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Performance Psychology Part V

Practice During Practice

Regardless of how you train, there will be moments when you are attempting to perform at a high level where the outcome has significance to you. You care about what happens and you have an emotional investment in the outcome. This is exactly like competition where you must perform at a high level and you care what happens. These are the moments when you can use practice your emotional regulation skills to ensure that you’re performing in an optimal state.

The more you can practice these skills during practice, the more effective you’ll be at practicing and executing these skills during competition. Unfortunately, there simply aren’t enough competitions for you to get enough practice for these skills. You have to do it during training sessions. The more you can do it during training sessions, the more prepared you’ll be to execute these skills during competition, and the more effective that practice will be.

By consistently practicing with an awareness of your optimal level of arousal, you’ll begin to learn what your optimal level of awareness feels like, and what you have to do to achieve it. The more important a performance is, the more you’ll need to work to remain in control. The less important a performance is, the more you’ll need to increase arousal or just let it be.

Unfortunately, these are not skills you can simply read about and then immediately implement it in a competition. They are skills that must be learned through repetition, and training is the optimal time to learn these skills. You have to learn how to execute in practice. There are important parts of practice where performance is clearly a priority. These are the opportunities for you to implement these ideas and learn how to execute them, as well as what skills work for you.

If you believe you’re under-aroused, practice implementing the strategies described above to increase your arousal. If you believe you’re over-aroused, practice implementing the strategies described above to decrease your arousal. In both cases, consistent practice will allow you to find the strategies that work best for you. Once you’ve found the strategies you prefer, continue to try others with some regularity. You may find that you develop the ability to use these tools as well as your preferred ones.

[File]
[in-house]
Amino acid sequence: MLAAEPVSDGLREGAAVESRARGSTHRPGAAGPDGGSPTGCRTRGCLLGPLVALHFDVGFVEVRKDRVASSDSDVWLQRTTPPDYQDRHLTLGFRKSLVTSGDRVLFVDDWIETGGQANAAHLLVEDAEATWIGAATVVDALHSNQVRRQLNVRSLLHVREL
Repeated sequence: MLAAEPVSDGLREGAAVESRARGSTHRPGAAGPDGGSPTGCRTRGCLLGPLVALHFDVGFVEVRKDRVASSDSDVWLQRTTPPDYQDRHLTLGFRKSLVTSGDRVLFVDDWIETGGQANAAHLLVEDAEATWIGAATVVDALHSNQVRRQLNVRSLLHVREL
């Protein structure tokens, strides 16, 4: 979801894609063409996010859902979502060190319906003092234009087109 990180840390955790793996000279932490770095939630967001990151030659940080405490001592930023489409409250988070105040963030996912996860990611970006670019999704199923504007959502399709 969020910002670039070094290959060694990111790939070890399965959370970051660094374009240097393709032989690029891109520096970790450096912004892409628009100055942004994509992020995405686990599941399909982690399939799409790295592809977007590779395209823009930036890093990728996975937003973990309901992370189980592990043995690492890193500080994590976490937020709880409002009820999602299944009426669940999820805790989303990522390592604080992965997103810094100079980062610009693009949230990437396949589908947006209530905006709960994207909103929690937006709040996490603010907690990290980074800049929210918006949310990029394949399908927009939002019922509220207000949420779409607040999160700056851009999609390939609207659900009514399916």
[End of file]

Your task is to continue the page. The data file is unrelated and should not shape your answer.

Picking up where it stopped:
Once you have dialed in your optimal level of arousal, simply shift your focus to what’s important. As described earlier, it may take some time to determine where you need to place your focus, and that may change over time as well. Whatever that focus is, make sure that is center in your mind, yet held loosely instead of attempting to force the skills.

After identifying and reminding yourself of your key focal point, remember to let go of the outcome. At first you may need to do this consciously. Simply remind yourself to just focus on what you can control and swim. Practice letting it happen. Practice accepting the outcome. Practice surrendering. Practice clearing your mind. Trust. Any of these strategies may resonate with you more than the others. Go with what works while continuing to practice the others.

Summing Up

Performance psychology is complex, and to manage that psychology, simple tools are most effective. It all comes down to having strategies to manage your arousal, learning to identify and focus on what is important, and finally letting go of the outcomes. We’ve discussed strategies to execute all of these tasks, with several different options to ensure that you can find the tools that work best for you. Practice plays a fundamental role in identifying which tool works best for you and learning to reliably implement that tool. If you want to execute in competition, you need to execute in practice. While psychology may seem daunting, you can learn to master yours by following and practicing the steps outlined here.

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